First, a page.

We have to bear in mind that the ‘plan’ – in as much any plan existed for this trilogy – was for this third and final film to be heavily focused on Leia (with the first and second having, respectively, been focused on Han and then Luke): the fact that Carrie was sadly lost to us obviously undermined the existing plan, forcing J.J (and Trevorrow initially) to improvise. J.J’s decision to maintain Carrie/Leia’s prominence in the final film – and to use leftover footage from TFA – was a gamble. It’s a gamble that’s paid off, at least as far as Leia’s part in this story is concerned: because those scenes work really well and Leia gets an ending I think she deserves.
For me, it’s Rey and it’s Leia who are best served by this movie – and while that doesn’t make up for all the shortcomings of this film, it is nevertheless a very important thing in its favor.
More positives? As much as both Threepio’s and Chewbacca’s fake-out demises were used as narrative tricks, both characters got really good treatment in Abrams’ film. It was good to finally see everyone’s favorite protocol droid get a lot of screen time – and it ends up being Threepio’s best and funniest outing since the Empire Strikes Back. And the moment where Chewie reacts to Leia’s death is also one of the most emotional moments of the film.
I liked Zori Bliss and Babu Frick. I liked the planet Kijimi (?): it was good world-building and felt like an absorbing location.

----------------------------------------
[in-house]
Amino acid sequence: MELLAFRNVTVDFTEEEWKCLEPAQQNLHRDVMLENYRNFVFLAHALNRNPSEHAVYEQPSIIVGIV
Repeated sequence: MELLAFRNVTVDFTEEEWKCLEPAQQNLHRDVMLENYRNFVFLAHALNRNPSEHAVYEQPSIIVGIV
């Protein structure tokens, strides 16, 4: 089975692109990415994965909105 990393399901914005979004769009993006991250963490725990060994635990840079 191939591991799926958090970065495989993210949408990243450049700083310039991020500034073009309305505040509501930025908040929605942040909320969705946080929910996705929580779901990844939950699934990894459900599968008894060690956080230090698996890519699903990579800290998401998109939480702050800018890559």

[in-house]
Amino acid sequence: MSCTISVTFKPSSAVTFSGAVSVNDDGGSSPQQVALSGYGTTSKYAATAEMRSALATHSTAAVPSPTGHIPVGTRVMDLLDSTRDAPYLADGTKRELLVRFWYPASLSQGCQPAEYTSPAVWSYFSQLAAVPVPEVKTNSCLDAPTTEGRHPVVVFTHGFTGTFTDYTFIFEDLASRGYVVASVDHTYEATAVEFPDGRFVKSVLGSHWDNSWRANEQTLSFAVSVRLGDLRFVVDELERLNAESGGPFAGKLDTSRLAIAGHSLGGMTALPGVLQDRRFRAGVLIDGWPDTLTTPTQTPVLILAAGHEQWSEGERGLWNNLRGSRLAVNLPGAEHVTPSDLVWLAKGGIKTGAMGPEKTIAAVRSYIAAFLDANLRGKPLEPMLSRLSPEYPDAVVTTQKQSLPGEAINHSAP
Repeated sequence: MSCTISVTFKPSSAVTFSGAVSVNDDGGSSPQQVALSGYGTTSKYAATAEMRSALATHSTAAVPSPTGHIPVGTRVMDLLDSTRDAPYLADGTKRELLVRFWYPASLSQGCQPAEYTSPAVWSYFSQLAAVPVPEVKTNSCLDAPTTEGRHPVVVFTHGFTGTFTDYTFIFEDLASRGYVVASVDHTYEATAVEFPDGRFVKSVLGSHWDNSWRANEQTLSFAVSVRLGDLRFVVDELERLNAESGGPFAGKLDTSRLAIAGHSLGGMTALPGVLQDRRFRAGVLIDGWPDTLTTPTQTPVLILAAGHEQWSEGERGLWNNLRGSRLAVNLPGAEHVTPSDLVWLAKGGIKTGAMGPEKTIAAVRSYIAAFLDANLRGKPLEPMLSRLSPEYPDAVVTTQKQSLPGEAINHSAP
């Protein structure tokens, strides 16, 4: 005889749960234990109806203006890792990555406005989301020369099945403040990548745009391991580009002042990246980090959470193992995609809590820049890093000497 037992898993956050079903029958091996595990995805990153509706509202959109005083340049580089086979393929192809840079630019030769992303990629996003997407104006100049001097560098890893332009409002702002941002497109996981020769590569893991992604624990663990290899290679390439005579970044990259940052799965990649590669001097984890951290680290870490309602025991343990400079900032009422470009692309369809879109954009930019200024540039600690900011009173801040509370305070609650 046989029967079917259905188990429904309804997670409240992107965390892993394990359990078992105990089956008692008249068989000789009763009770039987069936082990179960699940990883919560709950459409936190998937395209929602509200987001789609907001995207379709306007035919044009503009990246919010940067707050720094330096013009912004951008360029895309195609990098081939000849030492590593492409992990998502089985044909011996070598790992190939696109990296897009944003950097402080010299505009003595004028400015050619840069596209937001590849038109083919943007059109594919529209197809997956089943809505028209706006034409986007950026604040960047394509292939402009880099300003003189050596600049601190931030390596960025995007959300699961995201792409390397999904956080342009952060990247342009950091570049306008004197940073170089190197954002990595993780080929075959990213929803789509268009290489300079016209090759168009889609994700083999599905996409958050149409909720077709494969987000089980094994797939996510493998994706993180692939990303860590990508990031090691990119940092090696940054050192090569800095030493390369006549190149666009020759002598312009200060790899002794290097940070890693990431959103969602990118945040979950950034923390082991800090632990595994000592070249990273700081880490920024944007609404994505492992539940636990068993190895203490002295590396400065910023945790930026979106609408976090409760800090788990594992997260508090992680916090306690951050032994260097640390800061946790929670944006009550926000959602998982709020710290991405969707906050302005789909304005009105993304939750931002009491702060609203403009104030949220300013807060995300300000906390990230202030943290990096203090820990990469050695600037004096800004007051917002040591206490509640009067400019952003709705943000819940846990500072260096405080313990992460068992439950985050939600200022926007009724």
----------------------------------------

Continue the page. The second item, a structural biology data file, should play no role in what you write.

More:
I didn’t care so much for Jannah – who felt like a character being needlessly sandwiched into the narrative very late in the game. But it was fun seeing Billy Dee Williams back as Lando – though I still think it would’ve been far better to have Lando come back in TLJ (probably at Canto Bight). And the implied off-screen adventure of Luke and Lando searching for Sith artifacts is somehting I’d love to see in novel or comic-book form.
There’s probably a bunch more stuff I really liked in this film – I’ll have to see it a few more times to remember. Like I said, there’s lots of good stuff here: including very little things, like Chewie finally getting his medal or like the Ewok cameo at the end. I liked that Maz Kanata got a role in the story.
I liked the Rey/Kylo duel on the Death Star wreckage and amidst the giant waves – it was very reminiscent of Anakin and Obi-Wan fighting on the lava planet, which is a nice echo. And, visually, this film has lots of stunning-looking sequences: such as that duel amidst the waves or such as the opening sequence on Mustafar and Exegol, or such as the entirety of Rey’s climactic confrontation with Palpatine.
Visually, this film is full of stunning moments.
But, unfortunately, it feels like a lot of the stuff I liked most in this film were the little things – like the Ewok cameo, like Babu Frick, or like the brief shot of the Porgs on Ach-To. While the stuff I had problems with or struggled with are the big things.
And that explains why I can genuinely enjoy watching this film, while significantly struggling with it at the same time.
The biggest problem for me, on first viewing especially, is that all of the most important moments – the moments that are meant to be heaviest-hitting or the most emotional or resonant – failed to impact me in the way I wanted them to. And, for someone who loves Star Wars as much as I always have, this is kind of upsetting… especially here, at the apparent end of the saga.
And I can give a couple of key examples here.